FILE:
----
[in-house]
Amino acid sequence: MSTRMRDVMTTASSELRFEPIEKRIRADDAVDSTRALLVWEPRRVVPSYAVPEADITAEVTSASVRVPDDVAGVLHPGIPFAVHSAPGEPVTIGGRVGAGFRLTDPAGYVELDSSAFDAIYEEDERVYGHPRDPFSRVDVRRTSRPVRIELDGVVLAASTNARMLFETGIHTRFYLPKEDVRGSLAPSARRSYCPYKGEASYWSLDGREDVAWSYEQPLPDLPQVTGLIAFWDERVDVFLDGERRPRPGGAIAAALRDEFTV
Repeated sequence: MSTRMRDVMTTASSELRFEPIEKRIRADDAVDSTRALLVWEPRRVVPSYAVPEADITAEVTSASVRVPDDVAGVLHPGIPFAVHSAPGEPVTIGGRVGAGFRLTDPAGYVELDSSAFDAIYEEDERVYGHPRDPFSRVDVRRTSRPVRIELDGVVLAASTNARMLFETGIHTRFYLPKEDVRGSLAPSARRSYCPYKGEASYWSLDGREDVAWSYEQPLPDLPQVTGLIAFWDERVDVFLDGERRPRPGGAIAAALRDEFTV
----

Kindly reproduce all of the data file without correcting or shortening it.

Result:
[in-house]
Amino acid sequence: MSTRMRDVMTTASSELRFEPIEKRIRADDAVDSTRALLVWEPRRVVPSYAVPEADITAEVTSASVRVPDDVAGVLHPGIPFAVHSAPGEPVTIGGRVGAGFRLTDPAGYVELDSSAFDAIYEEDERVYGHPRDPFSRVDVRRTSRPVRIELDGVVLAASTNARMLFETGIHTRFYLPKEDVRGSLAPSARRSYCPYKGEASYWSLDGREDVAWSYEQPLPDLPQVTGLIAFWDERVDVFLDGERRPRPGGAIAAALRDEFTV
Repeated sequence: MSTRMRDVMTTASSELRFEPIEKRIRADDAVDSTRALLVWEPRRVVPSYAVPEADITAEVTSASVRVPDDVAGVLHPGIPFAVHSAPGEPVTIGGRVGAGFRLTDPAGYVELDSSAFDAIYEEDERVYGHPRDPFSRVDVRRTSRPVRIELDGVVLAASTNARMLFETGIHTRFYLPKEDVRGSLAPSARRSYCPYKGEASYWSLDGREDVAWSYEQPLPDLPQVTGLIAFWDERVDVFLDGERRPRPGGAIAAALRDEFTV